Apparently, persistent live USBs are fairly simple to set up. I originally learned to create one for Linux Mint Debian Edition from here. It turns out that the procedure is exactly the same for some other ISOs. Specifically, I tried it on CrunchBang because I couldn’t find a specific guide for CrunchBang Waldorf. I also prefer to have some extra space on my USB for other storage space, so I tried tacking on an extra partition at the end, and it worked! (Your mileage may vary; at least one OS, Elementary, didn’t work with this method.)
- Unetbootin (Windows or Linux)
- Gparted (Linux) or other hard drive partitioner (Windows)
- Text editor (Windows or Linux)
- USB drive
1. We will be using Unetbootin for the initial ISO install. Unetbootin will not recognize the drive unless you format the drive to FAT32.
2. Also, so Unetbootin doesn’t complain about not being able to access the drive, you will need to mount the USB drive somewhere. I’m assuming that your drive is /dev/sdb and mounted in /media/mountpoint; replace as needed.
sudo mount /dev/sdb1 /media/mountpoint
3. Using Unetbootin, install the ISO of your choice on your USB.
4. You can reboot and see if the ISO installed correctly; you will need to press the designated key for your motherboard so that your computer will boot from a secondary device. If you can boot into the ISO, you’ve got the live USB part. Now for the persistence part. If you did reboot, boot back into your computer.
5. If you didn’t reboot, make sure you unmount the USB so Gparted doesn’t complain in the next step.
sudo umount /media/mountpoint
6. Using Gparted, shrink the partition with the ISO. How much you do this is up to you; the ISO isn’t going to get any bigger, but I made mine larger so that if I ever want to swap the ISO out for a larger one, I don’t need to repartition.
7. Using Gparted, create another partition labeled “persistence.” This is the partition holding all the persistent data. I made mine 2GB so I’d have plenty of room for persistent applications, settings, and other things. Format it ext2, ext3, or ext4. I like ext2 because it has less overhead.
8. Finally, again using Gparted, create another partition and let it fill the rest of the space. This is the extra storage partition. Format it whatever you’d like; I picked NTFS so that it would still be readable from Windows.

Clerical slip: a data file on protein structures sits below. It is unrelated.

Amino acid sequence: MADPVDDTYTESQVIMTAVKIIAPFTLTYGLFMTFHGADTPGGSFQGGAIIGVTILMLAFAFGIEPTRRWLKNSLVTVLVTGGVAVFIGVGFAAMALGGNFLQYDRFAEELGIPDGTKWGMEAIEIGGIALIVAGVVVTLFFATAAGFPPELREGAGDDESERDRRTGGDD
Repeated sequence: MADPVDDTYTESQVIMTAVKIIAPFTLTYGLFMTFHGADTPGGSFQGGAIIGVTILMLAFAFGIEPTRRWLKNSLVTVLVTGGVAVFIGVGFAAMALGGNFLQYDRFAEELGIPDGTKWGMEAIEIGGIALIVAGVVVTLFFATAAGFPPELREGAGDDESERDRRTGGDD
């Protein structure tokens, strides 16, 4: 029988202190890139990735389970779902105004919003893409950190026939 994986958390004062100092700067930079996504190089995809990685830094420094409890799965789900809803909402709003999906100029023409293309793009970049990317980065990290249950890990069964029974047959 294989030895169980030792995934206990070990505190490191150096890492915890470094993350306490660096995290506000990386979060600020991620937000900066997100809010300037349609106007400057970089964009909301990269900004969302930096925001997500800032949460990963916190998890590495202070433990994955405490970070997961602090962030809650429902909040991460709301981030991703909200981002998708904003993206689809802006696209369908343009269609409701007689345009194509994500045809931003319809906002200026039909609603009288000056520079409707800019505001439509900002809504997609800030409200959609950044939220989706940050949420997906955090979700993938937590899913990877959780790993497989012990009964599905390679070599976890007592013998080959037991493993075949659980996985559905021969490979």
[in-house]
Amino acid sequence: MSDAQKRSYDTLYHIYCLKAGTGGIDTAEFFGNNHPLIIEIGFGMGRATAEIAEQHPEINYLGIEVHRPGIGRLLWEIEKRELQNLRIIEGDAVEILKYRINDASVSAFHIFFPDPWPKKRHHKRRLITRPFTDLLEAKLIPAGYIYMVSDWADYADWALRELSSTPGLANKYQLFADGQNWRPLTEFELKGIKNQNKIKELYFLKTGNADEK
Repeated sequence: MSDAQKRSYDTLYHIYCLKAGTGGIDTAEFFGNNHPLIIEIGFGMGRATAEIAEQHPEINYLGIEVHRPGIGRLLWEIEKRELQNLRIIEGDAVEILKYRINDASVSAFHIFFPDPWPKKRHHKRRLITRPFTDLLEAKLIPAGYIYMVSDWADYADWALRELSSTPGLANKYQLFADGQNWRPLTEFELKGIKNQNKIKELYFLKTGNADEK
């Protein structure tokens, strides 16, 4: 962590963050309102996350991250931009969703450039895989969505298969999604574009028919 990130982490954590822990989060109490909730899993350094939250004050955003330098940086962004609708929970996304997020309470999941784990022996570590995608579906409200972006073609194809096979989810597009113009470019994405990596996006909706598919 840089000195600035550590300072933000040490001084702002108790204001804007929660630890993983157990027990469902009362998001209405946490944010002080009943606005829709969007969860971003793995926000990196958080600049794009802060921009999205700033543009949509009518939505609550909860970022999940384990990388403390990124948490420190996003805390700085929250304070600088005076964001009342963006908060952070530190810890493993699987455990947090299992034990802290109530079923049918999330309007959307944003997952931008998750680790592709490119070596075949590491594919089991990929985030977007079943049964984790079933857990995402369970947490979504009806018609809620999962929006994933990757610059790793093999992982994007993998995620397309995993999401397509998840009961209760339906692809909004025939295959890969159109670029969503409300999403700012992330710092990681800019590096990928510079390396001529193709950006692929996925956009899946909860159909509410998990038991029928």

9. Before you apply your changes, make sure you’ve done all the previous partitioning steps correctly. Then, apply your changes.
10. Mount the first partition, the one with the ISO.
sudo mount /dev/sdb1 /media/mountpoint
Open syslinux.cfg, at the root of the partition, in a text editor. For the “unetbootindefault” and “ubnentry0” labels, under “append,” after “boot=live,” add the word “persistence.” For those two blocks, it should look like this (with the additions in bold):
menu label Default
append initrd=/ubninit boot=live persistence config quiet
menu label Live Session
append initrd=/live/initrd.img boot=live persistence config quiet
This tells the bootloader to tell the kernel to be in persistence mode (I think). Save the file.
11. Mount the second partition, the persistence one.
sudo mount /dev/sdb2 /media/mountpoint
Create a single file named “live-persistence.conf.” Open it in a text editor and insert a single line:
I have no idea precisely what this does; I think it persistent-izes all of the root filesystem. Save the file.
12. Reboot into the USB. You should now have a persistent live USB with a bit of extra space at the end.
13. If you ever want to change distros, just use Unetbootin to install another ISO. Make sure you edit syslinux.cfg in the root partition for the new distro, and don’t forget to wipe all folders (but not live-persistence.conf) from the persistent partition.
EDIT: it looks like Elementary, Ubuntu-based Linux Mint, and Ubuntu itself uses a casper-rw partition instead of a persistence partition. A good guide for the Ubuntu-based Linux Mint, which I couldn’t get to work persistently without this workaround, is here. The workaround essentially creates a casper-rw partition, tells unetbootin to set up persistence for a 100mb casper-rw file, and deletes the file. This sets all the settings necessary for persistence, but it allows use of the partition instead of the file.